National Day for Truth and Reconciliation 2023: Events and resources
A guide to events, programming and resources — on campus and in the community — that offer opportunities to learn more about the effects of Canada’s residential school system.
September 30 is the National Day for Truth and Reconciliation, an important opportunity for the McMaster community to come together to educate themselves and share knowledge about the history and continuing impact of residential schools in Canada.
Also known as Orange Shirt Day, the National Day for Truth and Reconciliation was inspired by Phyllis Webstad, who at the age of six, had her clothes taken from her after arriving at St. Joseph’s Mission Residential School, including an orange shirt given to her by her grandmother.
Many people now wear orange shirts to commemorate residential school survivors and to support Truth and Reconciliation.
“For Indigenous communities, this is a time of mourning, reflection and remembrance, but also a time of hope for Truth and Reconciliation,” says Chrissy Doolittle, director of Indigenous Student Services at McMaster.
“It’s about honouring those who have been impacted by the residential school system, while recognizing the resilience of Indigenous peoples who are now reclaiming and revitalizing our traditional cultures, languages and heritage.”
From Sept. 23 through Sept. 30, events and educational programming — both on campus and in the community — will provide students, faculty and staff with opportunities to learn more about the impacts of Canada’s residential school system.
“McMaster is committed to building a culture of Truth and Reconciliation on our campus, and that starts with education,” says McMaster President David Farrar.
“I encourage our entire campus community to take time to learn more about Indigenous history and cultures, and to listen to the stories of those who have been impacted by the shameful legacy of residential schools — now and throughout the year.”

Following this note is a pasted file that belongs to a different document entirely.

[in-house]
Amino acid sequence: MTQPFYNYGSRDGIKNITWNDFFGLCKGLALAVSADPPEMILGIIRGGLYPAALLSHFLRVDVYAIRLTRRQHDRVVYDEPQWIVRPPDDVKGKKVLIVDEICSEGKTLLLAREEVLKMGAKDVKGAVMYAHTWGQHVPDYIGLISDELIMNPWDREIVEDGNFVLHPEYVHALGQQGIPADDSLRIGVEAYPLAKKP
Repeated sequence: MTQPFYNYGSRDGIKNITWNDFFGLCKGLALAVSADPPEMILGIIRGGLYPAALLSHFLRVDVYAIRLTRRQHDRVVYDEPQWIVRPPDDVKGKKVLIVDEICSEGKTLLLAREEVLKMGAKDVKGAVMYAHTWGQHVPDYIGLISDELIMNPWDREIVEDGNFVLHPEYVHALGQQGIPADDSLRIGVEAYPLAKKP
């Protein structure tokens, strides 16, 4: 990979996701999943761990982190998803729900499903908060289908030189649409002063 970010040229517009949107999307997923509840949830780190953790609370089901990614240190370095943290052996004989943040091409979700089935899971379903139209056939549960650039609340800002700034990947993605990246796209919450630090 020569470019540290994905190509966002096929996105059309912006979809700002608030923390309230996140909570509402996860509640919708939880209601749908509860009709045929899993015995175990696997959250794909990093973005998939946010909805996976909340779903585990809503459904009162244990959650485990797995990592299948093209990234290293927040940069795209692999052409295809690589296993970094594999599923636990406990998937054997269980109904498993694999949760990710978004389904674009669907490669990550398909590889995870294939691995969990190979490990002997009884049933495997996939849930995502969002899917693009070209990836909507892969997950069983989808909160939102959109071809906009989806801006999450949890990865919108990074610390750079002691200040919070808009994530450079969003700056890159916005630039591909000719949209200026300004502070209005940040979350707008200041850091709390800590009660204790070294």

Here are some campus and community events and educational resources in support of the National Day of Truth and Reconciliation
INDIGENOUS STUDIES BOOK CLUB
Registration opens Sept. 18 | Book club launches Sept. 25
Organized by the Indigenous Studies department, the McMaster Indigenous Studies community book club is open to students, staff, and faculty to create an open dialogue, discussion, and opportunity for knowledge and growth.
The first 150 registered participants will receive a free copy of Truth Telling: Seven Conversations about Indigenous Life in Canada, a collection of personal essays that boldly examine the contemporary Indigenous experience in Canada by advocate, activist and award-winning novelist Michelle Good.
Participants will receive an email confirmation when books are available for pickup from the Indigenous Studies department and will have an opportunity to join in person and virtual discussions with other participants, Indigenous Studies faculty and Good herself throughout the fall term. Discussion dates to be announced.
Truth Telling can also be purchased directly from GoodMinds, a First Nations family-owned business that offers the largest collection of Indigenous Resources in Canada.
COMING FULL CIRCLE: Roads to reconciliation